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Newly-released Jimi Hendrix: People, Hell and Angels'

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Less than four years separated Jimi Hendrix's first London recording session for 'Hey Joe' in October 1966 and his final studio visit, a mastering session with Bob Ludwig (now of Gateway Mastering in Portland) in August 1970. In that narrow window, Hendrix recorded a body of work that continues to surprise, inspire and influence generations of fans and musicians alike.  

Since 1995, when Experience Hendrix (then headed by the late Al Hendrix, Jimi's father) gained control of Jimi's musical legacy, his core music catalog has been restored and a series of carefully compiled and annotated albums has been issued, each offering a bounty of previously unavailable material. The latest is 'People, Hell and Angels,' a collection of 12 previously unreleased studio recordings from 1968 and 1969 due on March 5 from Experience Hendrix/Sony Legacy.

According to longtime Experience Hendrix catalog manager and co-producer, John McDermott, the concept behind 'People, Hell and Angels' was to create a compilation of some of Jimi's experiments outside of the original Jimi Hendrix Experience. 'Thematically, what we've tried to do with all of our releases is to present a group of recordings that are significant and show what Jimi was trying to achieve at that particular point in time,' McDermott explained in a recent phone interview.  

'People, Hell and Angels' is a companion of sorts to 2010's 'Valleys of Neptune' which showcased Hendrix's last recordings with the original Experience and his first steps into the future. 'This was a very fertile time for Jimi,' McDermott said. 'How many artists with hugely successful groups were comfortable, particularly at that time, with stepping outside to incorporate the talents of other musicians inside a collection of new songs? Today, in a contemporary world, producers and artists do that all the time. In 1968, it was a pretty interesting step to say, I have this amazing group, but I'm feeling something differently here and I want to pursue it.'' 

In early 1970, 'Rolling Stone' magazine sarcastically bestowed Jimi with a 'No news is good news' headline, proclaiming, 'Jimi Hendrix had a big year. A pretty neat trick for a musician who made no music.' In actuality, Hendrix spent much of 1969 and 1970 recording voraciously as he strove to realize a follow-up to his epic 1968 double album, 'Electric Ladyland.'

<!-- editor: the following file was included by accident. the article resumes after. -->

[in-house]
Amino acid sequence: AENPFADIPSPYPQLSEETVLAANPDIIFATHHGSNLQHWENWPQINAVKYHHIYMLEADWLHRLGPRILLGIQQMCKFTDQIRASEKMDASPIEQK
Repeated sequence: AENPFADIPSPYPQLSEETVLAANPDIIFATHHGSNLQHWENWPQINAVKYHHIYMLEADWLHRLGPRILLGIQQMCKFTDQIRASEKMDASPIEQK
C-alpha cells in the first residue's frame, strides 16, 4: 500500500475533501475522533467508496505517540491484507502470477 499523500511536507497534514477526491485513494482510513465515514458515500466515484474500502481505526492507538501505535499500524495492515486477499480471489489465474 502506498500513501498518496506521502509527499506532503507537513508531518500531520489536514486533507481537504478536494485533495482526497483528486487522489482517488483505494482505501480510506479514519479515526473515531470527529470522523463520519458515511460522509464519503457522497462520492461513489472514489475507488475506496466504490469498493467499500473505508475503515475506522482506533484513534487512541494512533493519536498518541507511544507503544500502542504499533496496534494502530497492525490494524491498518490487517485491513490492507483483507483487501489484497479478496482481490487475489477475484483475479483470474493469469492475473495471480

'Ultimate Hendrix,' McDermott's 2009 book, chronicles every known studio session and concert and reveals that Jimi was seldom satisfied with his own performance in the studio. He had accumulated an abundance of promising new songs and filled hundreds of reels of tape with various arrangements, rehearsals, jams and experiments as he moved from song to song and take to take.  

Fortunately for fans, most of those takes are preserved, thanks to Jimi's insistence on having fresh tape at the ready. For example, from the session for 'Somewhere,' recorded on March 13, 1968, engineer Angel Sandoval told McDermott about the massive cache of tapes Jimi had accumulated at New York's Sound Center studios: 'I would say, Jimi, you know some of these tapes, you can run again.' He'd say, Oh no, just keep putting (new reels of tape) on' And I thought, Oh my God.''  

'Somewhere' marked Hendrix's first session with drummer Buddy Miles with friend Stephen Stills on bass and is a wholly different version from that which appeared on the 'Jimi Hendrix Experience' box set (released in 2000 and commonly referred to as The Purple Box').  When it was issued as a single in early February 2013, 'Somewhere' debuted at #1 on Billboard's Hot Singles Sales Chart.  

Three days after the 'Somewhere' session, The Jimi Hendrix Experience played their only Maine concert at the Lewiston Armory. It was a show that attendees are still buzzing about 45 years later.  

While some of the song titles on 'People, Hell and Angels' will look familiar to fans, these versions are seeing official release for the first time. Among the album's many highlights are an earthy, funky, early take of 'Earth Blues' a later Band of Gypsys highlight. 'Hear My Train a Comin'' features a jaw-dropping Hendrix solo and a deep groove from Billy Cox on bass and Miles on drums. 'Easy Blues' has been mercifully restored to its full length. The sweet, infectious, jazz-inspired instrumental was first issued (in edited form) on the long-deleted 'Nine to the Universe' compilation in 1980.   

Casual observers may be forgiven for wondering how it is possible to find enough previously unheard Jimi Hendrix material to fill another album worthy of major-label release more than 42 years after his death. They may be amazed to find out that there is more to come.